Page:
Today we take a look at the new Illusione ~eccj~ 20th.
It made its debut at the 2014 IPCPR trade show.
It was released in January of this year.
The cigar comes in one size only.
The cigar is produced at the TABSA factory in Nicaragua. Only 30,000 cigars were made. And come in boxes of 15.
The Illusione ~eccj~ 20th is a rough looking stick. Seams are funky. Loads of veins. But as I visually inspect all 5 sticks, I see a great inconsistency in the construction. I chose the best looking one for this review.
The wrapper is a chestnut golden brown with some nice oiliness and feels very smooth.
I clip the cap and find aromas of barnyard, citrus, peanuts, leather, cocoa, wood, and coffee.
Time to light up.
The draw is very good. Sweetness first and then a blast of pepper. Each puff brings a new flavor to the table: cocoa, coffee, leather, nuts, floral notes, herbal notes, green tea, and earthy tobacco. Pretty impressive for the first couple of minutes after lighting a cigar.
There is a hay element as well.
I found out that Giolito had to recall about a one fifth of the Illusione ~eccj~ 20th produced due to complaints about construction. Mine look funky but no serious structural problems.
Strength is medium body.
Half an inch in, in the words of my hero Moe Howard, the cigar says: “Spread out!!!”
The Illusione ~eccj~ 20th is very close to hitting complex mode.
The coffee and wood elements co-exist with the spiciness and creaminess nicely. There is a marzipan flavor that is subtle and intoxicating. The citrus started out as lemony but changes up to orange citrus. This is most definitely a kitchen sink blend. It’s also a Nic puro which allows for a compendium of flavors to drip over the pot and run down my leg.
The cigar is excellent so quickly that has really surprised me. This is the first one I smoked. And had absolutely no idea what I was in for.
The Illusione ~eccj~ 20th is similar to the Illusione Epernay. But then all Illusione blends have a single thread running through them that is sort of a trademark for Dion Giolito. You can recognize the taste of an Illusione a mile away. It should be called the Illusione Twang.
I admire blenders that strive to keep some similarity in all their blends. It is like a good rock band that has their “Sound.” Illusione has its “sound.” Just like the Eddie Ortega blends. All different but that singular thread runs through his blends as well.
The sky is very overcast. The sun should have been out by now. This cigar band has the dreaded shiny white background and shiny, tiny gold lettering. I’m having a bitch of a time getting a photo in which the whole thing isn’t washed out.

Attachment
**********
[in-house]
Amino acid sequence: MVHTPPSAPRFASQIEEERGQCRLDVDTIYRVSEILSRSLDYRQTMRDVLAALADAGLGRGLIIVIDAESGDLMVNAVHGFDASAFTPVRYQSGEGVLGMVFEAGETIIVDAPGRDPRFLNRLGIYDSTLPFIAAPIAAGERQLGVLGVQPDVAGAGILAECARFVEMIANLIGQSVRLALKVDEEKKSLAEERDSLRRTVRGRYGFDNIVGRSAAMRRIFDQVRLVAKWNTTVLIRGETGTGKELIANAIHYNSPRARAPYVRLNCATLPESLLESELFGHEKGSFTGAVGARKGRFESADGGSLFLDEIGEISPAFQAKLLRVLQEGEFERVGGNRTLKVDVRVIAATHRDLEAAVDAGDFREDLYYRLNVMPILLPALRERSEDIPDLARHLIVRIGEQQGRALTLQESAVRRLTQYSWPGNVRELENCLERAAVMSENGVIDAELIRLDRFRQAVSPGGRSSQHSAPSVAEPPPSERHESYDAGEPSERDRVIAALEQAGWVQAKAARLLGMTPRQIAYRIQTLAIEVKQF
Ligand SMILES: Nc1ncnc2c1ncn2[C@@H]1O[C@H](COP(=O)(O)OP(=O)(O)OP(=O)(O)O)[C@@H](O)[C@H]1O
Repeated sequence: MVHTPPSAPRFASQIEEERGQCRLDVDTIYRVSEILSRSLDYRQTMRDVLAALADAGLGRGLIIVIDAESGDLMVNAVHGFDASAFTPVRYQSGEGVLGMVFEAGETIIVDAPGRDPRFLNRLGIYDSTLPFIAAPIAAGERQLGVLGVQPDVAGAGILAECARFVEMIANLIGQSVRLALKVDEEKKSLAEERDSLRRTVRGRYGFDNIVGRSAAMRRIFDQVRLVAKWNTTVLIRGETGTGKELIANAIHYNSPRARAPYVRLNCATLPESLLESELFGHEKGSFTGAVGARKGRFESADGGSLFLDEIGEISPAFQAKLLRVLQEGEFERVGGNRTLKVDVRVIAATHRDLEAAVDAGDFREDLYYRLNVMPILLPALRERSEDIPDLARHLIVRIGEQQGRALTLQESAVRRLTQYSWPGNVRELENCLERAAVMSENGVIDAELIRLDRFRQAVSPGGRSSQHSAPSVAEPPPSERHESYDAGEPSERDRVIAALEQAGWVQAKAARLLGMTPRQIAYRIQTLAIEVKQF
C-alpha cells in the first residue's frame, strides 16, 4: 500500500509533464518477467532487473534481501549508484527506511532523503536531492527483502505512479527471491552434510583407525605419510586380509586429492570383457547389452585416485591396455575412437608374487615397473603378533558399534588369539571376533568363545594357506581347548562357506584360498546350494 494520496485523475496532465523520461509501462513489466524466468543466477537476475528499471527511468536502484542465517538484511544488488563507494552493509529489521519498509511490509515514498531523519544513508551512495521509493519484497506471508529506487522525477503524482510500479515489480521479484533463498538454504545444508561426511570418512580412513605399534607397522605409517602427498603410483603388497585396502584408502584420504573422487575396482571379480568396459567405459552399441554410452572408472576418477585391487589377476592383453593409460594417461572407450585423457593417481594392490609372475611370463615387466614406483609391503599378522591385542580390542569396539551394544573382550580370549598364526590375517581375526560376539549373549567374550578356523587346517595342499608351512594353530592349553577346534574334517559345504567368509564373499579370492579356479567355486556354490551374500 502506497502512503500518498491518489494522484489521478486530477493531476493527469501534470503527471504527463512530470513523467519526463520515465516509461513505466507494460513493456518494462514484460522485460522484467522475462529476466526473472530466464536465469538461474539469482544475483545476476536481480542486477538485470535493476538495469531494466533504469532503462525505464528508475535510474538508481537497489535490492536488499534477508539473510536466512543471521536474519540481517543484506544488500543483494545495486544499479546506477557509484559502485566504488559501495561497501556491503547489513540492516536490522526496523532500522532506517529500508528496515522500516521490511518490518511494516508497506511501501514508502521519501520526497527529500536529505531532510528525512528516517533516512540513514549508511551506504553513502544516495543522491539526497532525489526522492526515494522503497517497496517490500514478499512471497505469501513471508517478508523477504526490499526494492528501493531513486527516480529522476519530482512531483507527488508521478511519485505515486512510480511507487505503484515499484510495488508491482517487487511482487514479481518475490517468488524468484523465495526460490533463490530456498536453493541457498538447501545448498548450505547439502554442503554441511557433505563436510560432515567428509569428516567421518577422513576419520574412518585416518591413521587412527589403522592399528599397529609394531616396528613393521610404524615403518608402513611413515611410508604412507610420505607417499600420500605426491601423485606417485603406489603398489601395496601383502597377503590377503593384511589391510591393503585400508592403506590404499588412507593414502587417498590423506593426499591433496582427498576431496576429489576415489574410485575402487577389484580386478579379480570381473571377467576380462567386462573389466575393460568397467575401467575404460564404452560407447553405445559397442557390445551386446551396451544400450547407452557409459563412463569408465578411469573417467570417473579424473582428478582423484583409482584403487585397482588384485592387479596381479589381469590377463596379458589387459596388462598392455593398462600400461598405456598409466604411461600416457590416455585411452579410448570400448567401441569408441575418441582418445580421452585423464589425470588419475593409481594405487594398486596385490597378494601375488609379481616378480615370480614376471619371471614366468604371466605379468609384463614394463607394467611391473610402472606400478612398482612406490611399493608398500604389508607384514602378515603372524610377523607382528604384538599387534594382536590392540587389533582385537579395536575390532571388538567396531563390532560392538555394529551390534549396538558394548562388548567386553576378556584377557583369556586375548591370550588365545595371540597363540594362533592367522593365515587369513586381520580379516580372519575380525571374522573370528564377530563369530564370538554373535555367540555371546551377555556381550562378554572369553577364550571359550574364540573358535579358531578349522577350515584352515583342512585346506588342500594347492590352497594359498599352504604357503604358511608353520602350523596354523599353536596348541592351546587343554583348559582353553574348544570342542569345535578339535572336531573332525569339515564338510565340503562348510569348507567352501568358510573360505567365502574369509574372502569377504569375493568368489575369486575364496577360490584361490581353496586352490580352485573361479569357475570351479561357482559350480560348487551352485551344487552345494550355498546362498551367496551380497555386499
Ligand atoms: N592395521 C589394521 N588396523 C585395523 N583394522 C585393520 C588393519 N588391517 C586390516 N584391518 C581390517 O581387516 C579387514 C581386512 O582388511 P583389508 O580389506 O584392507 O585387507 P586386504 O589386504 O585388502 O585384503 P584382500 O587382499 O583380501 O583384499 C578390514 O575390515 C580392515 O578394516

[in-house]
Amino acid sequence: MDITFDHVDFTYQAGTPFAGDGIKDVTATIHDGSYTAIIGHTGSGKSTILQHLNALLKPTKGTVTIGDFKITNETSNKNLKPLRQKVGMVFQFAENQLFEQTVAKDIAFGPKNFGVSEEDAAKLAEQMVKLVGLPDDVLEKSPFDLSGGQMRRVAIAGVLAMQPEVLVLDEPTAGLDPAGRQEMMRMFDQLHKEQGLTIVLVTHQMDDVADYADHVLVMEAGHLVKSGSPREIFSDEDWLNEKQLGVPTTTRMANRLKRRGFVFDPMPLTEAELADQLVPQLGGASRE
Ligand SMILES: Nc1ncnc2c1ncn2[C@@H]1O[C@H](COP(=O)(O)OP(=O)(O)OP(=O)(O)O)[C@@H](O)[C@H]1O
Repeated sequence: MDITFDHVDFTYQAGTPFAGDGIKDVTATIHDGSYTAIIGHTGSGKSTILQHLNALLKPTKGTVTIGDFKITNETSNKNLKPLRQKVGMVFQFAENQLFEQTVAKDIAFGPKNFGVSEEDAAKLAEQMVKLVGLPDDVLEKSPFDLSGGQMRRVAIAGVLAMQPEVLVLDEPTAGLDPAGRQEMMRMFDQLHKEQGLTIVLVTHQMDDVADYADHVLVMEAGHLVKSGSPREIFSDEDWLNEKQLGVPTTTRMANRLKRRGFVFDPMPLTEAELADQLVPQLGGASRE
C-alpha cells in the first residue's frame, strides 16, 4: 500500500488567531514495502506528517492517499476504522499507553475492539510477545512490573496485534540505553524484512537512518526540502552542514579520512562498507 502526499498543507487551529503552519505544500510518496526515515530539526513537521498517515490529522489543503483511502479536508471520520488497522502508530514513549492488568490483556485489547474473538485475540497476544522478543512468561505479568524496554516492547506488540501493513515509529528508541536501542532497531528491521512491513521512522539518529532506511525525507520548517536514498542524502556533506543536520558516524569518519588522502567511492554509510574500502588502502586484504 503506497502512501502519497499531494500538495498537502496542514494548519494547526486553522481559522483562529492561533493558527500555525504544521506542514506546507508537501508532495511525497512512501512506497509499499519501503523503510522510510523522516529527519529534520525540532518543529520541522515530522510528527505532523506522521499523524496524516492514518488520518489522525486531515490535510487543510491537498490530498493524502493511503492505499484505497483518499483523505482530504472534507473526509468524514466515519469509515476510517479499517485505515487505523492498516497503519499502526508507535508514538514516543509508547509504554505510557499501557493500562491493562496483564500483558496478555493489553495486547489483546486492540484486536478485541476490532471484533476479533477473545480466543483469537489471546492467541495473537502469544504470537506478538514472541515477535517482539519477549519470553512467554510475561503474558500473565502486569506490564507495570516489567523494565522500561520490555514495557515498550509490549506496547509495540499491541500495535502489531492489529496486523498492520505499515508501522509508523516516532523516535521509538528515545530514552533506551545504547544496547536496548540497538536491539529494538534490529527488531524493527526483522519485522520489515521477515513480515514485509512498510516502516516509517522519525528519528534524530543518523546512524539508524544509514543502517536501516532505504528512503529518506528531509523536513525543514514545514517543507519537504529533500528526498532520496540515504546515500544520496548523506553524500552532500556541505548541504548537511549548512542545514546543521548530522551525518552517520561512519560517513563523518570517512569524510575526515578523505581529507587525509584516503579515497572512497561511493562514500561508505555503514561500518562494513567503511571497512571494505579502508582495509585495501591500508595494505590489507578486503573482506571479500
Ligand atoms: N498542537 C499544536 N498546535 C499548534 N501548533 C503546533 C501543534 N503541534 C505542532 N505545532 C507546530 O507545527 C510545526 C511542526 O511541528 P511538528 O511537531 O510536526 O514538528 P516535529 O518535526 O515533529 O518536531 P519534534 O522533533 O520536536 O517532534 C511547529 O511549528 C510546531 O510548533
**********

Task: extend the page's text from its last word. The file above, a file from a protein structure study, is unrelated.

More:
I check the weather forecast and it says sun at 9am. That is 33 minutes away. Drat. Time to write the after review story and come back to the review when the sun is out.
They lied. No sun.
On with the review. As you can see in some of the photos, there are some wrapper issues. I tried to pick the best of the lot but I picked wrong.
I notified Andrew at SBC and he is replacing them. A real mensch.
The chocolate and creaminess and the caramel and fruit are working together as a team. Vanilla enters. The cigar tastes like a chocolate Twinkie now. The vanilla and creaminess give off that super sweet cake taste that enslaves people to Twinkies.
The strength remains at medium body.
The nuttiness enters and becomes a peanut butter element. We are beginning to go Elvis with the Illusione ~eccj~ 20th. All we need is some banana and two pounds of butter.
The char line, which has been pretty good up til now, needs a big touch up.
The second third begins.
I can’t get the Twinkie image out of my head.
I’m getting some cinnamon now as the spiciness begins to exit.
The Illusione ~eccj~ 20th has turned out to be a very interesting flavorful cigar but a disappointment at the same time because of construction issues.
The price point. $13.00 is a lot of dough for a single cigar. You can buy 50 Quorums for that. Granted, the price drops if bought at Small Batch Cigar, to $11.00. Is the Illusione ~eccj~ 20th worth $13 or even $11? This is a unique blend. No BS there.
I just don’t get the limited edition greed factor. You know that any number of good blenders can produce a similar cigar for a lot less. The fact that only 30,000 cigars hit the shelves in January and here it is March and you can still buy them says something. I bought a 5 pack because Giolito ain’t sending me no samples. And I have to stay as current as possible.
The problem with the wrapper is of great concern. A $13 stick should be better than outstanding. And this stick is folding like a cheap suit on me. So I guess you know where I’m going with this. This is a real shame. Buying cigars on my budget makes each purchase an important one.